This record defined the dancefloor in 1989. The creation of Chicago house producer Marvin (Lil) Louis Burns, ‘French Kiss’ was raw, unrelenting and a little bit rude. The zeitgeist.
Today, Phoenix are all mainstream; but back in 1999, they were part of a distinct but influential movement of French house music. Phoenix guitarist Laurent Brancowitz had played alongside Bangalter and De Homem-Christo in their pre-Daft Punk band Darlin’. Phoenix also recorded for Source, a label eternally associated to the French touch genre due to releases by Air and Étienne de Crécy. ‘Heatwave’ was the the band’s second single and there’s no mistaking the filter disco in this one. Today, the track’s chicken-scratch guitar, tight bass and drums are best known as the basis for DB Boulevard’s 2002 single ‘Point of View’.
A compilation for the weekend. My favourite songs of 1998 in no particular order:
Honourable mentions also go to: Air for ‘La Femme D’Argent‘; Elliott Smith for ‘Waltz#2‘; Eels for ‘Last Stop: This Town‘; People Under The Stairs for ‘San Francisco Nights‘: The Beta Band for ‘Dry The Rain‘; and Massive Attack for ‘Teardrop‘.
Geoff Hibbert had been producing dance music since 1988 under various guises. In 1991, he released this house banger as Rhythm On The Loose. I am tempted to label ‘Break Of Dawn’ as progressive house, but really this was a slice of breakbeat techno that was so prevalent in 1991. What made this track so ubiquitous on dance floors was Hibbert’s sampling of classic Salsoul. The Shep Pettibone mix of First Choice’s ‘Let No Man Put Asunder’ is cleverly blended.
Unlike me, Honey Dijon was a witness to the birth of Chicago house. (Location rather than age.) And so, ‘808 State of Mind’ is a nostalgic journey into early house music. ‘Pacific State’ is the obvious musical reference, but this tribute travels through the ballrooms of New York to the beaches of Ibiza via the warehouses of Chicago.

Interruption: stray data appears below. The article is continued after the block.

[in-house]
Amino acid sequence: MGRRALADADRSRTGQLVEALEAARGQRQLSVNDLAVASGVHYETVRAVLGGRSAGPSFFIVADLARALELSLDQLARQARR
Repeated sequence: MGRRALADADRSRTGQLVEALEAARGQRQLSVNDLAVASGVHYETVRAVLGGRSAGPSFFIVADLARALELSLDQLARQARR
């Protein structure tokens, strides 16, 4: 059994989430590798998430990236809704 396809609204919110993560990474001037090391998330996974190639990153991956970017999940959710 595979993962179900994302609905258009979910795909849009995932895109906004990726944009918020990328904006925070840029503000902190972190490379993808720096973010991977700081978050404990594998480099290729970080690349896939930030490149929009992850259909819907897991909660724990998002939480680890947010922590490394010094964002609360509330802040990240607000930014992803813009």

The young Australian star Jordon Alexander (also known as Mall Grab) nailed the sampling of Alicia Keys (‘Feeling U, Feeling Me Interlude’) on 2016’s deep house track ‘Can’t’. Released on South London’s Church records, the single had impact. Mall Grab’s release was the number one selling house and techno record amongst the discerning customers of Discogs in 2016.
A compilation for the weekend. My favourite songs of 1999 in no particular order:
One of the original Chicago house-music labels,D.J. International Records releases included Joe Smooth’s ‘Promised Land’, Fast Eddie’s “Acid Thunder’ and Farley ‘Jackmaster’ Funk’s ‘Love Can’t Turn Around’. In 1987, Sterling Void’s Duane Pelt released this soulful house track with Paris Brightledge on vocals. Uplifting, groovy and dated, this was late 1980s’ houseland.
Dusky’s Nick Harriman and Alfie Granger-Howell do something that Londoners have been good at for some time. They make house music. Off an EP with the same name, ‘Cold Heart’ is unadulterated trance that borrows from the cavernous dance floors of the 1990s. The Hardrive-sounding sample is in fact Naked Music NYC’s ‘I’ll Take You to Love’ from 1996. The synthesised hi-hats, the simple bassline and the euphoria all sound eye-wateringly familiar.
After some success with After Hours‘ ‘Waterfalls/Feel It’, Andrew Richardson teamed up with Sound Waves’ Gijo Rosario and created another deep house classic. Like the best of deep house from that time, the track’s simplicity (organ, vocal loop, hi hats) is what makes it still sound so timeless. The Strictly Rhythm label was on fire.